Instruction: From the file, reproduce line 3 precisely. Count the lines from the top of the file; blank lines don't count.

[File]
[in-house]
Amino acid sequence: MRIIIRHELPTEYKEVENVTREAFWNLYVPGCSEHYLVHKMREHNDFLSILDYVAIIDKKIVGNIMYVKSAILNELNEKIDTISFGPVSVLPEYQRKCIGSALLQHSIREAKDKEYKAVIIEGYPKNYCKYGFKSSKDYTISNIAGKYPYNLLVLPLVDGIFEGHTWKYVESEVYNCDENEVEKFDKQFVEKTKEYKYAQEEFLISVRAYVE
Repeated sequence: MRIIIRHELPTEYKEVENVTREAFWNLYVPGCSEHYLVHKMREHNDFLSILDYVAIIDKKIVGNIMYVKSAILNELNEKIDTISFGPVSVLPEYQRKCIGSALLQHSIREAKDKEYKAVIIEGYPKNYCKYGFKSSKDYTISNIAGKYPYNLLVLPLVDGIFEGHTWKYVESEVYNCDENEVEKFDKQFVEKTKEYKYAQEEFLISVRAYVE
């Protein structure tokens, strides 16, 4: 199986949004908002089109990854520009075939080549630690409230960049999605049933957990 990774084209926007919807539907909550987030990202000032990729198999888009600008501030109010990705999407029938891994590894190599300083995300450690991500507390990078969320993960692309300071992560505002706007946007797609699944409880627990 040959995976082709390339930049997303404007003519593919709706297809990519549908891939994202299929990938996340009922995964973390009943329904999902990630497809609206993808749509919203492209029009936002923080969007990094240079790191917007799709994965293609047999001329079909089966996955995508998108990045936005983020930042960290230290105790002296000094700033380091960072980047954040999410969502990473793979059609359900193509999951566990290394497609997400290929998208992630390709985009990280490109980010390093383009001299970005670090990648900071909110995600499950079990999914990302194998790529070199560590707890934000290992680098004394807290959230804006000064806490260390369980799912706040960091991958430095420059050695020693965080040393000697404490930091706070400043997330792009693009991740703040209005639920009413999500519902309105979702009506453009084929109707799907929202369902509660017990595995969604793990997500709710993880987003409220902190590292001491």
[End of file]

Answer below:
Repeated sequence: MRIIIRHELPTEYKEVENVTREAFWNLYVPGCSEHYLVHKMREHNDFLSILDYVAIIDKKIVGNIMYVKSAILNELNEKIDTISFGPVSVLPEYQRKCIGSALLQHSIREAKDKEYKAVIIEGYPKNYCKYGFKSSKDYTISNIAGKYPYNLLVLPLVDGIFEGHTWKYVESEVYNCDENEVEKFDKQFVEKTKEYKYAQEEFLISVRAYVE